If you have taken a WOOFS! class you have probably heard us request that you bring high value food rewards to class. So what’s with the obsession with food, you might ask?

To begin with, we are positive reinforcement trainers.  This means that we use rewards (technically reinforcers) to teach dogs to respond to the cues we give, such as Sit, Down, and Come. A reward can really be ANYTHING that your dog will continue to work for.  A ball, a tummy rub and a hot dog can all be used as training rewards.

So why do we insist on using food rewards? Well, there are a couple of reasons.

  1. For most dogs, food is their preferred reward.
  2. Food rewards make sense for a classroom environment. Six puppies chasing six balls after a sit exercise would be hilarious, but it is unlikely to lead to a lot of learning.
  3. Food treats allow for a lot of repetitions and successful repetitions help consolidate learning.

But as many puppy owners have learned, not just any treat will do. Treats have a relative value. In the absence of any other  reinforcers, a very low value food reward can be enough to keep your pups attention. That’s why a dry biscuit in your quiet home works like a charm. But as the environment becomes more and more interesting, your food reward needs to be able to compete. Using that same biscuit, in a room with five other puppies, you might have a hard time convincing your dog to pay attention to you. That is because the other puppies are way more interesting than your biscuit. This is the main reason many people come to class telling us, “But he loves this at home”!  We know. We believe you. But we also know that the classroom environment is super exciting and you need to come prepared with a treat that will trump these distractions. Enter: the high value food reward.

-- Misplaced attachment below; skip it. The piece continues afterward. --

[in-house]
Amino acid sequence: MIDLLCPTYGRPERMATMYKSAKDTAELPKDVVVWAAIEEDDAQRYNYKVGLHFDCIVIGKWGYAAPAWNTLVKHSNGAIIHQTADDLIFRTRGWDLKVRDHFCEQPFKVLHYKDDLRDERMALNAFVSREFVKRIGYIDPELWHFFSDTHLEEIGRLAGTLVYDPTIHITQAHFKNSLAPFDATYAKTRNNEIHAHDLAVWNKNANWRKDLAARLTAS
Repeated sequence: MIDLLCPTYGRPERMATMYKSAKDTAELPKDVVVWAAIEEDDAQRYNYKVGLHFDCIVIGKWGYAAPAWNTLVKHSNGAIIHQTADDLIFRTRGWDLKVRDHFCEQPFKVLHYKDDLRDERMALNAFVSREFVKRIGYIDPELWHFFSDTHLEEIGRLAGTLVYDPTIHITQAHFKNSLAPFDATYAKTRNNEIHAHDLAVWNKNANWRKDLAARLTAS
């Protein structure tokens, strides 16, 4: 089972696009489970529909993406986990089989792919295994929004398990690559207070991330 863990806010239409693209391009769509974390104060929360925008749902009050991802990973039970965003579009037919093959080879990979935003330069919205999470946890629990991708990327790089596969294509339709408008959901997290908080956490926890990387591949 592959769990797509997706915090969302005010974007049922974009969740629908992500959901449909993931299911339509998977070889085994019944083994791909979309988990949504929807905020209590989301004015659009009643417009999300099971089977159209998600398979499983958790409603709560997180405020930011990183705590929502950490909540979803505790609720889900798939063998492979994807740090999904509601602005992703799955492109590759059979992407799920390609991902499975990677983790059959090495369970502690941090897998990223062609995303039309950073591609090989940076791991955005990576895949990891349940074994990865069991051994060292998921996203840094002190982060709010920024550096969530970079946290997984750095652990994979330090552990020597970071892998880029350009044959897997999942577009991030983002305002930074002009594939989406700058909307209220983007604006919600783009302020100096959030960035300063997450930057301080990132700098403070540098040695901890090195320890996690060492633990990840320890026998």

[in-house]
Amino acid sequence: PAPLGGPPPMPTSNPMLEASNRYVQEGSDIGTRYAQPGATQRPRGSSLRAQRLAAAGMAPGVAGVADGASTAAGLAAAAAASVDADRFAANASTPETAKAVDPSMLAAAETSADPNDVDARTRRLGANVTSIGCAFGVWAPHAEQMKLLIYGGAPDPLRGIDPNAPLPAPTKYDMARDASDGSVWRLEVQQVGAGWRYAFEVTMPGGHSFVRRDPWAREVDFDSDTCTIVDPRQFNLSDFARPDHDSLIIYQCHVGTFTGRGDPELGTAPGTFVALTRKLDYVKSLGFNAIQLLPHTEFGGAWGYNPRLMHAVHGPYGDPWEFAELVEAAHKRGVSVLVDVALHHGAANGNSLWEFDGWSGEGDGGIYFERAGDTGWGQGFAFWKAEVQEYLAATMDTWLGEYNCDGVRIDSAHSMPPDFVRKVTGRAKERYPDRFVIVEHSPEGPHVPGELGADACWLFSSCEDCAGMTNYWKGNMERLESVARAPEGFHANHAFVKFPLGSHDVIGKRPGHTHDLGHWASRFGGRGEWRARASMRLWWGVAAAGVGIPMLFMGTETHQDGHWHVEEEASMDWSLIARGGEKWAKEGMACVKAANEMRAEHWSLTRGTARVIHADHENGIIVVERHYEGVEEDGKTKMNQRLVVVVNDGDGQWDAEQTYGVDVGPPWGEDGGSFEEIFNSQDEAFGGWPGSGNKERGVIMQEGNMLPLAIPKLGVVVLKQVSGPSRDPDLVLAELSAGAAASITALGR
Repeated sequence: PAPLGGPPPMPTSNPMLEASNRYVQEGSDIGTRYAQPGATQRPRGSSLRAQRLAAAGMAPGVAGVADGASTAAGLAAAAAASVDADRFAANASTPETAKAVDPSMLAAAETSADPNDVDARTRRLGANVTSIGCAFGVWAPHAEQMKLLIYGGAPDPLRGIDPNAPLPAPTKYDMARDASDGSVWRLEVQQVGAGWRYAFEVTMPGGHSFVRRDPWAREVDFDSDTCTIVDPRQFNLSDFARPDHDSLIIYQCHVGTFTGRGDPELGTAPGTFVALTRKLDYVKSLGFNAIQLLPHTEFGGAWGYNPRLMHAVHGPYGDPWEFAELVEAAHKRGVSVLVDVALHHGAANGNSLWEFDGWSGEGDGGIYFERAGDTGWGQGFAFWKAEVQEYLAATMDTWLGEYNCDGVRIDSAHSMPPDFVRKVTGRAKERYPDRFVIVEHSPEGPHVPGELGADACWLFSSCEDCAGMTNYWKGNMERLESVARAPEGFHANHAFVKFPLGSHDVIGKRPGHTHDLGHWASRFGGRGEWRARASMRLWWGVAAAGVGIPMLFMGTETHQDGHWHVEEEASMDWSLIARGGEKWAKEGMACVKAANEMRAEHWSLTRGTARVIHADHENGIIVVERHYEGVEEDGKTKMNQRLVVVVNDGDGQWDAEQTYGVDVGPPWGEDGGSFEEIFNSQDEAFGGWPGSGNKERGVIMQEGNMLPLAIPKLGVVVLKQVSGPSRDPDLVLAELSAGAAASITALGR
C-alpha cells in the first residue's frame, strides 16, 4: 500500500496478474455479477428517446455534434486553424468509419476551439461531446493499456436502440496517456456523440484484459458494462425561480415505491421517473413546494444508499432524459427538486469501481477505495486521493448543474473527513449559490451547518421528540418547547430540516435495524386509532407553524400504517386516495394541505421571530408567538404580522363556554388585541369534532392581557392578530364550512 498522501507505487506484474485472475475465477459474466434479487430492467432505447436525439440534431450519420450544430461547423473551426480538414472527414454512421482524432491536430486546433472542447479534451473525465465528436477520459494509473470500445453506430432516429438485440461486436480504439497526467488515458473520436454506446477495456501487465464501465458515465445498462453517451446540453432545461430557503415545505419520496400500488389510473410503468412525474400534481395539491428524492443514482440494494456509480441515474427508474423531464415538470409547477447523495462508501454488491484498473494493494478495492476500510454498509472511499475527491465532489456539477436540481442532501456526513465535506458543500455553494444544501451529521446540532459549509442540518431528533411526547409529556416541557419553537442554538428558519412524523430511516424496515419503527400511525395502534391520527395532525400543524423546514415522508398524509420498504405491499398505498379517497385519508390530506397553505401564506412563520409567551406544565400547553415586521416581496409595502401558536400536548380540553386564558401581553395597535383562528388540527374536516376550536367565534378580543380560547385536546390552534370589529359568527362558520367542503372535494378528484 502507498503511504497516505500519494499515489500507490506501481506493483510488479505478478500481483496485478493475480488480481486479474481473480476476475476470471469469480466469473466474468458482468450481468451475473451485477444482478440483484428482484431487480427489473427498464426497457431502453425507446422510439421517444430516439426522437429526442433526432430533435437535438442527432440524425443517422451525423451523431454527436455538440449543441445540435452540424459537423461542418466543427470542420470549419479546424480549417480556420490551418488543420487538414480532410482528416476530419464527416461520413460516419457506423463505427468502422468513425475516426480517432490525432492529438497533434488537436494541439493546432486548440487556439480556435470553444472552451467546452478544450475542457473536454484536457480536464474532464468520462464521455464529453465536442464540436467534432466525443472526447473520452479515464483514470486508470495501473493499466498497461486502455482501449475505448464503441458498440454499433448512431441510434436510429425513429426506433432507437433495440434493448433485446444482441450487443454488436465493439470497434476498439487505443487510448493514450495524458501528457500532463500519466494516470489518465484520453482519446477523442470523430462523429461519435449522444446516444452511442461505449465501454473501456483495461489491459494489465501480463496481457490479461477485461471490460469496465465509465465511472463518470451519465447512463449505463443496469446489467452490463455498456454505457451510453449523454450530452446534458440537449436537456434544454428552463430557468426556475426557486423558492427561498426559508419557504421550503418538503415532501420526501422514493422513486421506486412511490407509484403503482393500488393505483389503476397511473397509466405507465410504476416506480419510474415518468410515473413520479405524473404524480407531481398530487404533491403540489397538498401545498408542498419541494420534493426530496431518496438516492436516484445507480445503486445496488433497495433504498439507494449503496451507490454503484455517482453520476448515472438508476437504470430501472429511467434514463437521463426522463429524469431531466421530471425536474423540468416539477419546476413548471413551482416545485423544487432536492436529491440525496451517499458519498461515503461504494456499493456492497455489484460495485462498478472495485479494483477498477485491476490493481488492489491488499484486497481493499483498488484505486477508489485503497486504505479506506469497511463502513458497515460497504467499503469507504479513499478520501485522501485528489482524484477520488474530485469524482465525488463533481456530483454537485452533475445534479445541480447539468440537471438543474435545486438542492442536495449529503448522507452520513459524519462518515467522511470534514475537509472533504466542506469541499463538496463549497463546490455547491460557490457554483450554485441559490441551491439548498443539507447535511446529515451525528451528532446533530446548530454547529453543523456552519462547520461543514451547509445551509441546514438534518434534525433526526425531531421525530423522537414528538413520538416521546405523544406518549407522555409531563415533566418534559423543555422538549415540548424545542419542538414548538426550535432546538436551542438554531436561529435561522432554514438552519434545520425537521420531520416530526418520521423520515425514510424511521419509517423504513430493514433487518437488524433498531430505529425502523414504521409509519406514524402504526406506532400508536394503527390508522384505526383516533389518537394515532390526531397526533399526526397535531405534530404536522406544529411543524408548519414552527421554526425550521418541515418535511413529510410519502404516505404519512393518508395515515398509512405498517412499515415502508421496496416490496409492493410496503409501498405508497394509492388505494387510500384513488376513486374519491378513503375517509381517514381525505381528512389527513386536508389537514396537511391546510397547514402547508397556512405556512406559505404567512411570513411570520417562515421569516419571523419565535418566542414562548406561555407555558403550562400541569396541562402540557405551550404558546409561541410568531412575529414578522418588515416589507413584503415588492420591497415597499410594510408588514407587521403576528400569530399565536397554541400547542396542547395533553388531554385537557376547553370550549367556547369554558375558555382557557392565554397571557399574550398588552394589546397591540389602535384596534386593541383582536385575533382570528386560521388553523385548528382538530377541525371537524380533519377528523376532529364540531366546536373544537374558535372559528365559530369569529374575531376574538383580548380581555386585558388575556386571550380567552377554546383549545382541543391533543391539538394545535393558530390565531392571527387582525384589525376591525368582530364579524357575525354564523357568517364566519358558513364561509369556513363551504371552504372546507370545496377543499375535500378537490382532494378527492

The high value food reward can be an elusive treasure. At WOOFS! we are always prepared with diced hot dogs and cheddar cheese. These are inexpensive, easy to find, high value rewards that most dogs will work for. The problem is, for many pups, they are just too rich and can result in terrible diarrhea. The ideal treat is something that your dog will continue to work for over the course of an hour long class and won’t result in gastrointestinal upset. For some dogs this is not an easy find. If your dog has a stomach of steel and you can use any treat you want, you are incredibly lucky.

One way to deal with this issue is to disguise some low value, easy on the stomach treats as rich, high value treats. We do this by mixing all of the treats together in one bag. If the high value treats rub off onto the lower value treats, it might raise their value enough to keep your dog interested. A 50/50 mix will give your dog 50% fewer rich treats, hopefully keep their attention and  avoid the post training diarrhea issue.

So check out my video below mixing high value and low value food rewards to try and find the golden mix that will work for class!